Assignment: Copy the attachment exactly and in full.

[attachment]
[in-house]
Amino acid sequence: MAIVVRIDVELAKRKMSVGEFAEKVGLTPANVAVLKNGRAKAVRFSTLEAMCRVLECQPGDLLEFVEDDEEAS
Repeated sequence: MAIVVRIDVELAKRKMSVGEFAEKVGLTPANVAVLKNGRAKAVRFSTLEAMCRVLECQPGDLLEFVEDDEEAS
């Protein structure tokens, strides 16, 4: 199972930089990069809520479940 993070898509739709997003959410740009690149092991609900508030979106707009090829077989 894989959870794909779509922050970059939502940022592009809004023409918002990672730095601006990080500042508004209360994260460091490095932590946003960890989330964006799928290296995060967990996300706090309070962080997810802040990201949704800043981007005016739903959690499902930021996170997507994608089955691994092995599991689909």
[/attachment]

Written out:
[in-house]
Amino acid sequence: MAIVVRIDVELAKRKMSVGEFAEKVGLTPANVAVLKNGRAKAVRFSTLEAMCRVLECQPGDLLEFVEDDEEAS
Repeated sequence: MAIVVRIDVELAKRKMSVGEFAEKVGLTPANVAVLKNGRAKAVRFSTLEAMCRVLECQPGDLLEFVEDDEEAS
């Protein structure tokens, strides 16, 4: 199972930089990069809520479940 993070898509739709997003959410740009690149092991609900508030979106707009090829077989 894989959870794909779509922050970059939502940022592009809004023409918002990672730095601006990080500042508004209360994260460091490095932590946003960890989330964006799928290296995060967990996300706090309070962080997810802040990201949704800043981007005016739903959690499902930021996170997507994608089955691994092995599991689909």